"GIVE a man a fish, and he will be hungry again tomorrow; teach him to catch a fish, and he will be richer all his life."
True to the assertion, First Lady Auxillia Mnangagwa has come in handy to vulnerable women countrywide through the partnership between Zimbabwe Open University (ZOU) and her Angel of Hope Foundation which has so far afforded over 3 000 Epworth residents a rare opportunity to acquire self-help skills from the university free of charge as part of her multi-pronged empowerment initiatives
Amai Mnangagwa started with Epworth, a sprawling settlement which is infamous for vices like prostitution, drug and alcohol abuse.
She has been working with the community to shun criminal life and prostitution which exposed them to diseases and equip them with life skills to earn a decent living through the use of their brains and hands.
Beneficiaries include ladies of the night, orphans, child head of families and people living with disabilities, among many other disadvantaged groups.
The First Lady has a passion for women, children, the elderly and people living with disabilities.
The programme will be expanded to cover all parts of the country and to motivate the women, the First Lady has also selected a course to study.
The university's Vice Chancellor Professor Paul Gundani and deans of faculties were present and took the beneficiaries through what the programmes demanded.
A list of what the women and girls wanted to study was compiled.
The mother of the nation is always keen to uplift areas that are looked down upon.
Addressing the women yesterday, the First Lady said it was critical for beneficiaries to focus on their studies so that they can transform their lives.
"Madzimai we have come to change our lives and start afresh. I would want you to think deeply as an individual and think of a course you want to do. What you did long back is past, today you are starting a new life.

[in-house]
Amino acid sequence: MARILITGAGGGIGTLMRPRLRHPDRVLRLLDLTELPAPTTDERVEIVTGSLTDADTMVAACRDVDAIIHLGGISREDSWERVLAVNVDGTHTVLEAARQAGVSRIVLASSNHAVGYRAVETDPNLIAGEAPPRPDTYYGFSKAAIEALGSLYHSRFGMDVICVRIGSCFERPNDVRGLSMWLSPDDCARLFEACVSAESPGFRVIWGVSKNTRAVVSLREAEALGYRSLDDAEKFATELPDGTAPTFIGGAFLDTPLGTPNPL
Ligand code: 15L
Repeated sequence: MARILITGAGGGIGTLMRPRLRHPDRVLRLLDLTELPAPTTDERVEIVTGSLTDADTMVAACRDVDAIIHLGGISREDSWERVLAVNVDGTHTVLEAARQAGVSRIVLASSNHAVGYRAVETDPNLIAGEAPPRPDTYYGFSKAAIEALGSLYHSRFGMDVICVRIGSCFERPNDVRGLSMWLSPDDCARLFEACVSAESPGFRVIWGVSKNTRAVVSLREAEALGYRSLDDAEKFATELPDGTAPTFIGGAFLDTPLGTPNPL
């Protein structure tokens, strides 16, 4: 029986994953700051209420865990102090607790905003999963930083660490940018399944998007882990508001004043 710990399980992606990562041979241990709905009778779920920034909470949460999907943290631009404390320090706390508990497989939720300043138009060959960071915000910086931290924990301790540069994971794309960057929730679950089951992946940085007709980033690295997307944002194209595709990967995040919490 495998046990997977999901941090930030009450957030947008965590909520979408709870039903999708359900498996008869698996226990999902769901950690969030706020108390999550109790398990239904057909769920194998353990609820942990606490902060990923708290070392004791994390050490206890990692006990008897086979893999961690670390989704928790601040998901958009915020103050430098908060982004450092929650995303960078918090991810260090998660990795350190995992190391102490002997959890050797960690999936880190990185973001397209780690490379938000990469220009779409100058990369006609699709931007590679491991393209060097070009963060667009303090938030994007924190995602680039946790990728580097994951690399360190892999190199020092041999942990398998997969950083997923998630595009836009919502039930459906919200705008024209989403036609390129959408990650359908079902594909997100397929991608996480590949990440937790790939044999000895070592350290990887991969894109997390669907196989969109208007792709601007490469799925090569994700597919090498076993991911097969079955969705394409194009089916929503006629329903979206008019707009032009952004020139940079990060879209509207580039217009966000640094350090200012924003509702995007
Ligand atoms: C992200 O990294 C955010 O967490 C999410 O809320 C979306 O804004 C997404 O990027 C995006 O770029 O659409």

"As we are here we have different life circumstances, we come from different backgrounds too. Our family beliefs are different, but what we do and our decisions have a bearing on our lives. We have orphaned children and child-headed families and some who are being looked after at some care centres. We have girls living with disabilities who can work with their hands. Some worked at night selling their bodies. Today a chance to change our way of life has come. Totosunga dzisimbe vasikana kusvikira tasvika kwatiri kuyenda. (Be strong because we are going forward).
"We are not looking back because if we backtrack we remain in one place. We must use our brains and hands. ZOU has many faculties that we can learn from and I shall be among the learners. Ndinenge ndichitodzidzawo nemi and we do not want people who will lag behind," she said.
The First Lady said she will ensure everyone takes their studies seriously.
"Such empowerment programmes are rare therefore grab this opportunity with both hands. Today a university has come to your doorstep, we must take the studies seriously," she said.
"I know that changing someone's way of life is difficult, so here in Epworth if you see what I come with, it means you are always in my mind. Don't let me down madzimai."
Amai Mnangagwa urged the women to shun commercial sex work and focus on using their hands.
"I have heard of a place called 'pabooster' where ladies of the night roam around soliciting for clients. Even young girls are selling their bodies. This is not right. We should do away with this kind of life and start afresh. Education is key, let us all embrace this programme we have brought," she said.
She thanked the university for the partnership.
Professor Gundani said he was excited to work in partnership with the First Lady and her Angel of Hope Foundation for the benefit of the nation.
"As ZOU we said what we are seeing bids on us to carry our hoe on the shoulder and follow Amai and walk with her. As a university we said what the First Lady is doing for the nation is good and we praise it and where can we play a part. I have come with my team of deans and professors so that you hear what we have to offer," he said.